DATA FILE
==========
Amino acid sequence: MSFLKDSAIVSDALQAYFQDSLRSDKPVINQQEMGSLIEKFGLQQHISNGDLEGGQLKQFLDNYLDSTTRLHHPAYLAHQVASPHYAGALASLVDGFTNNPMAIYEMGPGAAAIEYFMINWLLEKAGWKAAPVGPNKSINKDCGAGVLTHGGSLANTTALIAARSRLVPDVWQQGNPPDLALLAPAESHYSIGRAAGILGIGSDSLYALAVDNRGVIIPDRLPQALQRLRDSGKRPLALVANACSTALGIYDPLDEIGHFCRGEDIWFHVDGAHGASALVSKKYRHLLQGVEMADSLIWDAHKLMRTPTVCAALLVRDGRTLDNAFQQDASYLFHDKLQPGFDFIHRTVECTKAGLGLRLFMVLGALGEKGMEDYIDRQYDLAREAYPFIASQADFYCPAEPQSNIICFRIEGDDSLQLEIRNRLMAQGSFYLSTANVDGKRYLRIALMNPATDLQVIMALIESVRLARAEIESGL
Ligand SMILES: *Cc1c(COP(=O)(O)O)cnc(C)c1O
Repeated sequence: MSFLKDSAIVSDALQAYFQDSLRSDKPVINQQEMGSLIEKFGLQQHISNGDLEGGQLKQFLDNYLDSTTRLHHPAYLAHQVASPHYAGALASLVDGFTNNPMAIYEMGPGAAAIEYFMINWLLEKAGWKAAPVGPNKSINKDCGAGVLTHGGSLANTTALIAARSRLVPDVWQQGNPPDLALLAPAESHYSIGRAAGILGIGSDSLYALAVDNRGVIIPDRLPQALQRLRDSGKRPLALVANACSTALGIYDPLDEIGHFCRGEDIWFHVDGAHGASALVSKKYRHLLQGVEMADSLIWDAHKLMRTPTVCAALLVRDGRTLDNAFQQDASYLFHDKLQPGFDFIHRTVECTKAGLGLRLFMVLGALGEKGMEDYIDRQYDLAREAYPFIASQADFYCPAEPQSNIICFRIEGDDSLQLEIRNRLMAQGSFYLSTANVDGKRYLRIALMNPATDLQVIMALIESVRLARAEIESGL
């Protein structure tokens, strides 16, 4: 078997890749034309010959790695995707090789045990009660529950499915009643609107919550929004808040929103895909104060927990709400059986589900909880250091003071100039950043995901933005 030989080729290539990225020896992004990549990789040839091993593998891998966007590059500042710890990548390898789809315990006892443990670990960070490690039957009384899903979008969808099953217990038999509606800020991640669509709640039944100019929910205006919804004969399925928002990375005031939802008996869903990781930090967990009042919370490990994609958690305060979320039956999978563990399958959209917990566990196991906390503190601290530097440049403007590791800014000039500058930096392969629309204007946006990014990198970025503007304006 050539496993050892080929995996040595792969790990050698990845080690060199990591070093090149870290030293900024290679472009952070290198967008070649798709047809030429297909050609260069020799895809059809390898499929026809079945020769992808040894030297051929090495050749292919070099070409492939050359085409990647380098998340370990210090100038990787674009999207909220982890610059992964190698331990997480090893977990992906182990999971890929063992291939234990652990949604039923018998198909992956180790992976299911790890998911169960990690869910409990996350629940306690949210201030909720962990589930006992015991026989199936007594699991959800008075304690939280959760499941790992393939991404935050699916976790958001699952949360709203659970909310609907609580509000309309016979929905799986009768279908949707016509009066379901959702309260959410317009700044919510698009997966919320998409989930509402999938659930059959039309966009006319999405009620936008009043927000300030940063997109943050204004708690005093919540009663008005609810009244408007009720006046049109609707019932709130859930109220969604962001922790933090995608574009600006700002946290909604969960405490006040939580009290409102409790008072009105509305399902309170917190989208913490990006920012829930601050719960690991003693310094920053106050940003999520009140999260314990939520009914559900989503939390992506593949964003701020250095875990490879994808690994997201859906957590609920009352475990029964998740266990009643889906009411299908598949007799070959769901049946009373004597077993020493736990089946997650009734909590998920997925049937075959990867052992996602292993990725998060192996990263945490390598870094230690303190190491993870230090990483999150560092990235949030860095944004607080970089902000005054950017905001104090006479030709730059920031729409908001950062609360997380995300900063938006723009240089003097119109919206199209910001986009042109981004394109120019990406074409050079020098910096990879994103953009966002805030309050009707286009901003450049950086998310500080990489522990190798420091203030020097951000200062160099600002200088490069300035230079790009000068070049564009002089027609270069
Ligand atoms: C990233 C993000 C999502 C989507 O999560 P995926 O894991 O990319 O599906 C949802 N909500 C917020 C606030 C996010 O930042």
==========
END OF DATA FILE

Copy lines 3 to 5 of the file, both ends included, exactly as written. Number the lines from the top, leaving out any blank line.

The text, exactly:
Repeated sequence: MSFLKDSAIVSDALQAYFQDSLRSDKPVINQQEMGSLIEKFGLQQHISNGDLEGGQLKQFLDNYLDSTTRLHHPAYLAHQVASPHYAGALASLVDGFTNNPMAIYEMGPGAAAIEYFMINWLLEKAGWKAAPVGPNKSINKDCGAGVLTHGGSLANTTALIAARSRLVPDVWQQGNPPDLALLAPAESHYSIGRAAGILGIGSDSLYALAVDNRGVIIPDRLPQALQRLRDSGKRPLALVANACSTALGIYDPLDEIGHFCRGEDIWFHVDGAHGASALVSKKYRHLLQGVEMADSLIWDAHKLMRTPTVCAALLVRDGRTLDNAFQQDASYLFHDKLQPGFDFIHRTVECTKAGLGLRLFMVLGALGEKGMEDYIDRQYDLAREAYPFIASQADFYCPAEPQSNIICFRIEGDDSLQLEIRNRLMAQGSFYLSTANVDGKRYLRIALMNPATDLQVIMALIESVRLARAEIESGL
């Protein structure tokens, strides 16, 4: 078997890749034309010959790695995707090789045990009660529950499915009643609107919550929004808040929103895909104060927990709400059986589900909880250091003071100039950043995901933005 030989080729290539990225020896992004990549990789040839091993593998891998966007590059500042710890990548390898789809315990006892443990670990960070490690039957009384899903979008969808099953217990038999509606800020991640669509709640039944100019929910205006919804004969399925928002990375005031939802008996869903990781930090967990009042919370490990994609958690305060979320039956999978563990399958959209917990566990196991906390503190601290530097440049403007590791800014000039500058930096392969629309204007946006990014990198970025503007304006 050539496993050892080929995996040595792969790990050698990845080690060199990591070093090149870290030293900024290679472009952070290198967008070649798709047809030429297909050609260069020799895809059809390898499929026809079945020769992808040894030297051929090495050749292919070099070409492939050359085409990647380098998340370990210090100038990787674009999207909220982890610059992964190698331990997480090893977990992906182990999971890929063992291939234990652990949604039923018998198909992956180790992976299911790890998911169960990690869910409990996350629940306690949210201030909720962990589930006992015991026989199936007594699991959800008075304690939280959760499941790992393939991404935050699916976790958001699952949360709203659970909310609907609580509000309309016979929905799986009768279908949707016509009066379901959702309260959410317009700044919510698009997966919320998409989930509402999938659930059959039309966009006319999405009620936008009043927000300030940063997109943050204004708690005093919540009663008005609810009244408007009720006046049109609707019932709130859930109220969604962001922790933090995608574009600006700002946290909604969960405490006040939580009290409102409790008072009105509305399902309170917190989208913490990006920012829930601050719960690991003693310094920053106050940003999520009140999260314990939520009914559900989503939390992506593949964003701020250095875990490879994808690994997201859906957590609920009352475990029964998740266990009643889906009411299908598949007799070959769901049946009373004597077993020493736990089946997650009734909590998920997925049937075959990867052992996602292993990725998060192996990263945490390598870094230690303190190491993870230090990483999150560092990235949030860095944004607080970089902000005054950017905001104090006479030709730059920031729409908001950062609360997380995300900063938006723009240089003097119109919206199209910001986009042109981004394109120019990406074409050079020098910096990879994103953009966002805030309050009707286009901003450049950086998310500080990489522990190798420091203030020097951000200062160099600002200088490069300035230079790009000068070049564009002089027609270069
Ligand atoms: C990233 C993000 C999502 C989507 O999560 P995926 O894991 O990319 O599906 C949802 N909500 C917020 C606030 C996010 O930042």